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Can someone give me some advice. In some text books I see N used and in some I see M used for ん and in a dictionary I see them using n with a line above it.

I assume this is because of the way the words appear in Romaji but would like some advice as I am getting a bit confused and in particular the dictionary where an n appears with a line above.

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    By the way, the word konbanwa is standardly spelled こんばんは rather than こんばんわ, although you might see the latter on the internet sometimes. – snailboat Oct 10 '16 at 13:53
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There are multiple ways to romanize Japanese, and each one is based on different principles. Some try to represent the phonemes of the language; some try to represent the phonetics (actual pronunciation); others try to represent the way a word is written in Japanese orthography, or the way a word is typed into a Japanese computer.

One scheme, called Traditional Hepburn, changes the spelling of ん based on the following consonant. Why? Because the pronunciation of ん depends on the phonetic context it appears in, and James Curtis Hepburn wanted to convey some of these phonetic details in his romanization scheme. Because ん is pronounced [m] before /b/, こんばんは is spelled kombanwa in that scheme.

One problem that comes up in romanization is how to distinguish between んい and に. If you write ん as n, they'll both end up looking like ni, and you won't be able to distinguish words like かんい and かに. Different romanization schemes solve this problem in different ways. The dictionary you're looking at uses the line over n to distinguish the two, so かんい and かに are kan̄i and kani respectively. Another dictionary might write kan'i and kani to distinguish the two.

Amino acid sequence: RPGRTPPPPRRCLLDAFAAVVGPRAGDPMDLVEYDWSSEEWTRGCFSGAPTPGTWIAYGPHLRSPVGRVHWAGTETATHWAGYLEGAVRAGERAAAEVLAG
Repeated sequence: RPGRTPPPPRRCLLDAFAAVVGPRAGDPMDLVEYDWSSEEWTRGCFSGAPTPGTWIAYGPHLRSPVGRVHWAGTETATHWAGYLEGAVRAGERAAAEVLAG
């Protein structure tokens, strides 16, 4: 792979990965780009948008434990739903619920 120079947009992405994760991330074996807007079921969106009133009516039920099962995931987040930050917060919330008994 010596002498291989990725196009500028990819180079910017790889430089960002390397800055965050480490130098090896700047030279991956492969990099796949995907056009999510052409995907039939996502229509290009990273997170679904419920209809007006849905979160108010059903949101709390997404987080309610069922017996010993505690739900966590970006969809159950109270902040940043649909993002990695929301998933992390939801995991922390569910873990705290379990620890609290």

In any case, the word is the same and is pronounced the same way. These are just minor differences in how the word is romanized.

  • I'm not sure if the line over the 'n' in kan̄i will show up properly for everyone, but I hope the answer is still understandable even if it looks strange. – snailboat Oct 10 '16 at 14:07
  • For a word like good evening when pronounced in Japanese would you suggest I try to pronounce that as though there was a "m" or a "n" ? Thanks – Alan Oct 10 '16 at 16:50
  • Your line over the n did show up for me. I'm wondering, did you enter this using an English keyboard as I am not sure how to enter than when using an Apple keyboard – Alan Oct 10 '16 at 16:53
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    @Alan You would pronounce the first ん in こんばんは as an [m] sound: forvo.com/word/%E3%81%93%E3%82%93%E3%81%B0%E3%82%93%E3%81%AF/… – snailboat Oct 10 '16 at 23:04

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